Carlene: First I’d like to thank Maddie Day for inviting us to participate in this discussion with the Wickeds! Cheers! But let’s face it. Burdened with all that holiday stress, who hasn’t wanted to murder someone at Christmas time? Jokes aside, the challenge for me starts with the fact that (luckily) murders are pretty rare in Ireland. Especially in small villages. So I’m an old hat at suspending disbelief when necessary. I leave the balancing to my characters. When times are stressful, it’s especially important to connect to the joyful moments. That’s when they matter the most. Tragedy forces my characters to yearn to connect to the spirit of Christmas. Wala, balance– no Yoga and meditation necessary! (Guinness is optional). And the last tidbit I’d like to offer is that stories thrive on contradictions. What’s more compelling than the idyllic little village with a dark secret? Yes, even at Christmas. And if none of that convinced you, when it comes to the victim, I went to the mat with this one. (I won’t spoil it, Ho ho ho…wait.. YOU KILLED OFF WHO?)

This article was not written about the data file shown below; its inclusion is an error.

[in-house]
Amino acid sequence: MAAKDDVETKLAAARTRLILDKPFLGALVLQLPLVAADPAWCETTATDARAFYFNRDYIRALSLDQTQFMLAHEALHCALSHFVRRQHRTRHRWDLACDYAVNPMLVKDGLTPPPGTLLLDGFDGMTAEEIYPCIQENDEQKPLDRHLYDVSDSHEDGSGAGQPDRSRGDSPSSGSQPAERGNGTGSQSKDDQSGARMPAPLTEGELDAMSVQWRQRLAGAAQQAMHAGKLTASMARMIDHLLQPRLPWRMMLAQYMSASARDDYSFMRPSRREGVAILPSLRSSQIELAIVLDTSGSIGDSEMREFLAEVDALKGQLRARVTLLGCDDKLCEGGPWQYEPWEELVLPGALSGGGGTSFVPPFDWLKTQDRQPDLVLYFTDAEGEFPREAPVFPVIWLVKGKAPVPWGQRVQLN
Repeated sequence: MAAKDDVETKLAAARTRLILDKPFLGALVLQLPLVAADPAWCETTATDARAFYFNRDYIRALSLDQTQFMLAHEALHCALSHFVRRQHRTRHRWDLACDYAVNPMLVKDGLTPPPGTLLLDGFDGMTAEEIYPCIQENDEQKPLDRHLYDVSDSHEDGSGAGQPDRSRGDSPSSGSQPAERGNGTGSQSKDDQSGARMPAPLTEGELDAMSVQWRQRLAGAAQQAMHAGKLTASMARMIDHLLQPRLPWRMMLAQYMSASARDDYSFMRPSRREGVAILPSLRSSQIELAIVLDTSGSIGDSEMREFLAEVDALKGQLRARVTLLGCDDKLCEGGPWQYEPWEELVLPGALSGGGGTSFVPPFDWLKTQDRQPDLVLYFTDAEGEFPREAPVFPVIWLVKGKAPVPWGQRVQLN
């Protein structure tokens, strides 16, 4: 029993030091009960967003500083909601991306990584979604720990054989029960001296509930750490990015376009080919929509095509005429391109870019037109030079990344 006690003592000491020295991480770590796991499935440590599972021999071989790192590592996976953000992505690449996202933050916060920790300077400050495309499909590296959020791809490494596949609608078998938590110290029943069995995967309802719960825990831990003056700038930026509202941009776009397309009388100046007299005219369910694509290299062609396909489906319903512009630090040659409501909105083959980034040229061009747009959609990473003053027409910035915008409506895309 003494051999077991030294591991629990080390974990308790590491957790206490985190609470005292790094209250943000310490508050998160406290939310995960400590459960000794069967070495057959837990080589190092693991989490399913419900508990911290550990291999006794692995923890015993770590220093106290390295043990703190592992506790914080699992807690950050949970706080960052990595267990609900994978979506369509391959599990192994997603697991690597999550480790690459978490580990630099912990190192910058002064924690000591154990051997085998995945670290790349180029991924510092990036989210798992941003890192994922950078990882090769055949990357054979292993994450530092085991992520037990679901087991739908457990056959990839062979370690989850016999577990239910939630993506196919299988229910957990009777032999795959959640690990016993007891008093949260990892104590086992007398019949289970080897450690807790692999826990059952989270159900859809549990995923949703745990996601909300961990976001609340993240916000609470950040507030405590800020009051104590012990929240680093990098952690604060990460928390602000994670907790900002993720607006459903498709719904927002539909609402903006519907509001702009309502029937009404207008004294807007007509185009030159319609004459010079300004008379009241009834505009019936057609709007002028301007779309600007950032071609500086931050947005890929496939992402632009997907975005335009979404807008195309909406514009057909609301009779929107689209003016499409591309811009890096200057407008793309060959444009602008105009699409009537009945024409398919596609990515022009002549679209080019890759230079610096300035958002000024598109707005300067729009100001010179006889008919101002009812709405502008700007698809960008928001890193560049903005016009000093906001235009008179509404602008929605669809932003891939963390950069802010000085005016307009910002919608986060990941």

Alex inquired, “Many people have traditions for the holidays. Do you have any special Christmas traditions, and do you try to work them into your characters’ lives as well?”
Carlene: I love setting up and decorating a tree, and I like Lionel trains, as did my grandfather. And it just so happens the O’Sullivans set up a train in Naomi’s Bistro every year. And of course they get a real tree and decorate it, as do I. (Although the better the artificial ones get, the more tempted I am). The O’Sullivans cook a lot more than I do though. A lot more. Like they cook. And I really don’t. (But there are six of them after all– that’s my excuse)…And my Irish friends say “Happy Christmas” more than they say “Merry Christmas” and I’ve continued that. And Christmas pantos! Who knew?
Maddie: Carlene, what’s a panto? I have lots of traditions: baking my grandmothers’ cookies, setting up the nutcracker collection, putting the electric candles in all the windows facing the street, adding irreverent figures to the creche scene (Bert, Garfield, a plastic chicken, and Gumby’s horse Pokey were joined this year by my action figures of Ruth Bader Ginsburg and Barack Obama), and more. I used the cookies in this story – you can find one of the recipes at the end – and Robbie Jordan decorate the real tree in her country store with her eclectic collection of ornaments acquired throughout the years, just as I do. I saved the irreverence for Country Store Mystery #8: Candy Slain Murder (out in 2020).